March 1 2010
I hope that this update finds you and the business going well. Hard to believe we are already in March! Sustainability and QCAT continue to be the two main topics of discussion in our industry. In relation to sustainability, the fines amnesty ended as of 1 March 2010; below is an extract from the latest Building Codes Queensland Division Newsflash. www.dip.qld.gov.au
On-the-spot fines – Sustainability Declaration
From 1 March 2010, on the spot fines will commence, and will be issued by:
• local governments for offences under the Building Act 1975 by home sellers, such as where a seller fails to prepare a sustainability declaration ($200 on-the-spot fine)
• the Department of Fair Trading for offences by real estate agents under the Property Agents and Motor Dealers Act 2000, such as failing to conspicuously display a sustainability declaration at a home’s open inspection($200 on-the-spot fine)
NOTE: the maximum penalties range up to $2000 for sellers (as per the Building Act) and up to $10000 for real estate agents (as per the PAMD Act). The sustainability declaration (and much more!) is discussed in all upcoming sales training workshops being held by Stacey Holt Real Estate Excellence. Visit the website OR contact me direct for more information. Also, the next morning tea event in Brisbane is with the OFT (Office of Fair Trading) whereby the declaration and many other issues will be discussed
QCAT – Queensland Civil and Administrative Tribunal
The morning tea with QCAT event, which was held on the 22nd February was well attended with the event booked out several weeks prior. Louise Logan, Principal Registrar of QCAT, gave a very informative and interesting presentation. The frustration of the industry was evident in relation to time frames for hearings. As discussed at the session, though it is far from ideal, the introduction is the biggest change to the Queensland judicial system in over 50 years. In the Real Estate Excellence QCAT Nuts and Bolts Workshops to date, I have been using the analogy of a ‘three month old baby’ – given that QCAT is now 3 months old. Whilst it is realised that these teething problems may cost lessor clients money (and agents), more than ever lessor protection insurance is to be strongly recommended by property managers and agents. Although insurance is not the answer to this problem, it is a sound risk management strategy for both lessor investors and property managers. The QCAT Nuts and Bolts intensive workshops are being held in many areas throughout Queensland.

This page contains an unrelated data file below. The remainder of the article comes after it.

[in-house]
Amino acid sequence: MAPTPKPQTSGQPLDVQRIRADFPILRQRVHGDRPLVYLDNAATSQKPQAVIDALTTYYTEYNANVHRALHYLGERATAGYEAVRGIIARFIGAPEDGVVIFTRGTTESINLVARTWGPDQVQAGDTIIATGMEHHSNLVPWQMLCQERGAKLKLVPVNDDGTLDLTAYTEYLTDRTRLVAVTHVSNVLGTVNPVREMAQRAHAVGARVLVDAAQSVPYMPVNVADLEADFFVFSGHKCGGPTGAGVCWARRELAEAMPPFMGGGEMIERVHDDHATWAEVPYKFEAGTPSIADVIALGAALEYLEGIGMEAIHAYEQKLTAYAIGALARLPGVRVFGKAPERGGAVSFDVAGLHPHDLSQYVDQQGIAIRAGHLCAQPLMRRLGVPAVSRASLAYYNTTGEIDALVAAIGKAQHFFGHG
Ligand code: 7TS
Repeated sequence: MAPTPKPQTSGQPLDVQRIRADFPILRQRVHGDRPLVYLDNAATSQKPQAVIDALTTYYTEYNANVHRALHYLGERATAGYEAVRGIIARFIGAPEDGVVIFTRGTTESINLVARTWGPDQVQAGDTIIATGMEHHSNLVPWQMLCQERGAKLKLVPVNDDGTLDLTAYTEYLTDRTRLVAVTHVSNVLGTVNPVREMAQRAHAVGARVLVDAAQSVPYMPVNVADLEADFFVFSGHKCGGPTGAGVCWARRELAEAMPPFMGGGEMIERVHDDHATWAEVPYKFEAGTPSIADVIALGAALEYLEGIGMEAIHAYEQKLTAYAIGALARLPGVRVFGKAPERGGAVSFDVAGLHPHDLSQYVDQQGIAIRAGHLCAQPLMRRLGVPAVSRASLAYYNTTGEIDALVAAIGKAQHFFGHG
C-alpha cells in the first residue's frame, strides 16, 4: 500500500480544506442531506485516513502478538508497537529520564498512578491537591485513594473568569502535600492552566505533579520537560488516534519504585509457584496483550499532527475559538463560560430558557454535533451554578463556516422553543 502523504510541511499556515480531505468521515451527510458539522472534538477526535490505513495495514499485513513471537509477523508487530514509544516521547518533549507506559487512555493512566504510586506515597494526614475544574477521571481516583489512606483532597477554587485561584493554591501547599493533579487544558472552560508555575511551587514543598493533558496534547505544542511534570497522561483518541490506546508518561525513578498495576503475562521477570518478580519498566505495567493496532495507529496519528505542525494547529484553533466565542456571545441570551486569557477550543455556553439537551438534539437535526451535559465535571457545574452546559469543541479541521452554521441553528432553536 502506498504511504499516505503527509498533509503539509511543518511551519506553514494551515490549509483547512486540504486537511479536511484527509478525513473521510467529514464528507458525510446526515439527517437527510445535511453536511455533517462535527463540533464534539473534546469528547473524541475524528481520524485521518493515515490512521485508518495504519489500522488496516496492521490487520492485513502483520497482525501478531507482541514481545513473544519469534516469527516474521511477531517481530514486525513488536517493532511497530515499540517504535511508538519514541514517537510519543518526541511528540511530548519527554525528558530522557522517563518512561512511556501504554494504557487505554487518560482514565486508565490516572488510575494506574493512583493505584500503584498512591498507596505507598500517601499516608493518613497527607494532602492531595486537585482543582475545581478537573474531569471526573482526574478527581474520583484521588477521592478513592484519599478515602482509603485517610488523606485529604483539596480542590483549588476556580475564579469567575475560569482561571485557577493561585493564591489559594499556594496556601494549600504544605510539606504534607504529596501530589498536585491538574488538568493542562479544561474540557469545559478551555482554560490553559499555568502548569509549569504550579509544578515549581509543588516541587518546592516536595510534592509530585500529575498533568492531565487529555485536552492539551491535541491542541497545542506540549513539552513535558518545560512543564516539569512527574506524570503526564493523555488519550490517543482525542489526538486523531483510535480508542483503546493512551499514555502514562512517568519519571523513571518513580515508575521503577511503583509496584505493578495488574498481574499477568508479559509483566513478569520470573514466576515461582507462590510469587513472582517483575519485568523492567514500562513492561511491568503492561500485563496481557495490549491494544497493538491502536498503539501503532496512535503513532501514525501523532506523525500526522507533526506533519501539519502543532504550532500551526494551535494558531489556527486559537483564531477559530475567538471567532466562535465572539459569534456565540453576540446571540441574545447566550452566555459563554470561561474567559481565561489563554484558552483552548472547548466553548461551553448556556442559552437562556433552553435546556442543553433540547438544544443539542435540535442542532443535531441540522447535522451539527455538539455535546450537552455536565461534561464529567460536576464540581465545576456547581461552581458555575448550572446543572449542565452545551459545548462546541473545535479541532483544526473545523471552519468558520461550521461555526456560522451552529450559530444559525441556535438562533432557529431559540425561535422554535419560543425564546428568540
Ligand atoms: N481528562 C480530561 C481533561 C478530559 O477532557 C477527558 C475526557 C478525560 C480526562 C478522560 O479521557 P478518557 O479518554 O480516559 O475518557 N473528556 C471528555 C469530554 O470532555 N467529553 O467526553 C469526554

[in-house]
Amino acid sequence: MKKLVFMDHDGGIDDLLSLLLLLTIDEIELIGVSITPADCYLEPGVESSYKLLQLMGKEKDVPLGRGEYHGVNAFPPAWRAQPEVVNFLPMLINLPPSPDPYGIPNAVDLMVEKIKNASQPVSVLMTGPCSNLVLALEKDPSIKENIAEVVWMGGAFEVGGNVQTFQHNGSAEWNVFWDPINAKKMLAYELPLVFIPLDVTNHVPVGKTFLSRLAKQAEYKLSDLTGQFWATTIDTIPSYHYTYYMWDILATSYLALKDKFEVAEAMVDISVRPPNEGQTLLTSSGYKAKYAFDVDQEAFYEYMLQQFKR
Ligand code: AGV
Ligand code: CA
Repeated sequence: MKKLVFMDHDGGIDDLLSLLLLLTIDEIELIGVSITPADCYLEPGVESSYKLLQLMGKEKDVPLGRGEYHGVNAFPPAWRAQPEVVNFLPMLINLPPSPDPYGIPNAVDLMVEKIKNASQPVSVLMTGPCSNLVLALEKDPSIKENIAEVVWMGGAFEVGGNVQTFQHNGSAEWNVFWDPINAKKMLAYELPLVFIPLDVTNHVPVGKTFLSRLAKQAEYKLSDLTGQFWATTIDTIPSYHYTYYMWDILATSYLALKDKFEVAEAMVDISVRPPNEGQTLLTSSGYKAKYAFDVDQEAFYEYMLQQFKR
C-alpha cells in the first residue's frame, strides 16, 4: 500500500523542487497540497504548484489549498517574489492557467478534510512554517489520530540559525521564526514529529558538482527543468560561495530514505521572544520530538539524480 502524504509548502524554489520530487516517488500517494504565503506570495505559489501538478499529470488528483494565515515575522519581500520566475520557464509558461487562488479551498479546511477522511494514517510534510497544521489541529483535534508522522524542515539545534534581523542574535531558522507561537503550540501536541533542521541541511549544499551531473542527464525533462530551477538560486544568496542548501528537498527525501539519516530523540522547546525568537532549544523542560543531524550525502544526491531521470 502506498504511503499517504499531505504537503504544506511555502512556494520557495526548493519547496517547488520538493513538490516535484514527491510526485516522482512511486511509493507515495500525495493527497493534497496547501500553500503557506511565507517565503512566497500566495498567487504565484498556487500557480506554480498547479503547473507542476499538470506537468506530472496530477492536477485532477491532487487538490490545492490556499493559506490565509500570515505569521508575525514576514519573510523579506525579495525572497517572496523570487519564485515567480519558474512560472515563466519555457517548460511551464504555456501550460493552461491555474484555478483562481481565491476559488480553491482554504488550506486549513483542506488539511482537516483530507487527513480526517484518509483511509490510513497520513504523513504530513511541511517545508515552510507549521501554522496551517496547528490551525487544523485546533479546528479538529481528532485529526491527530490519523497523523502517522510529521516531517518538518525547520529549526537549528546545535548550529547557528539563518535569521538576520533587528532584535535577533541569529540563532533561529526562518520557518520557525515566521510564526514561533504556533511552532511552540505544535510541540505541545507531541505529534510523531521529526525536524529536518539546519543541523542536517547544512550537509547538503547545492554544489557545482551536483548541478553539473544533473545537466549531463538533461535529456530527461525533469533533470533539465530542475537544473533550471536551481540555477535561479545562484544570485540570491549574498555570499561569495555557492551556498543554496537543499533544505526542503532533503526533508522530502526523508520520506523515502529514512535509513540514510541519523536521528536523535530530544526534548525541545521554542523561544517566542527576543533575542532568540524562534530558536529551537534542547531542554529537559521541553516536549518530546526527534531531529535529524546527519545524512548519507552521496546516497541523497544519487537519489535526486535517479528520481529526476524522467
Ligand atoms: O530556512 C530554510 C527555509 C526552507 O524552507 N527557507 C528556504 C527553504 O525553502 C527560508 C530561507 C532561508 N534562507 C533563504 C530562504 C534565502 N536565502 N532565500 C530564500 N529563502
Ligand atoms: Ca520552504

Industry Best Practice
The following best practice tips are based on areas of agency practice that have been a common theme from clients these past weeks. I hope the following information is of benefit to your business.
Administration and Licensee Best Practice
Did you know that the PAMD Real Estate Agency Practice Code of Conduct requires that the agency prominently display to the public that there is an industry Code of Conduct and all staff must promptly advise a member of the public (customers and clients) where they can obtain a copy of the Code of Conduct for Real Estate Agents if requested?
For information about career development training focusing on risk, compliance and best practice for administrators and office managers, visit the website or contact me direct for more information.
Residential Sales Best Practice
Did you know that Section 31 of the PAMD Real Estate Agency Practice Code of Conduct requires that salespeople notify the seller immediately in writing if a buyer has not paid a sales deposit in accordance with the terms of the contract? The late deposit is not to be accepted by the agency unless the seller has been advised in writing by the agency and the seller has authorised the acceptance of the late deposit in writing.
For information about career development training focusing on risk, compliance and best practice for salespeople and administrators, visit the website or contact me direct.
Residential Property Management Best Practice
Did you know that there is confusion in the industry about rent arrears and repeated breaches? The RTRA Act states that if a tenant is more than 7 days in arrears of rent, then on the 8th day, a notice to remedy breach for rent arrears can be issued. If the tenant does not remedy the breach in the 7 day breach time period, then after the expiry of the notice to remedy breach, a notice to leave for rent arrears can be served. (add postage time frames if posted) Time frames do not need to be added for email, fax or hand delivery notice of delivery. The repeated breaches provision in the Act is a completely separate matter and is a provision in the legislation for ‘repeat offenders’; meaning that if a tenant (or lessor for that matter) continually breaches the act or agreement and notice to remedy breaches are served, and then they are remedied during the breach period, on the third or more notice to remedy breaches for the same event, the lessor/agent (or tenant) can apply to QCAT on an urgent application for termination on grounds of repeated breaches.
Until next time, enjoy Autumn!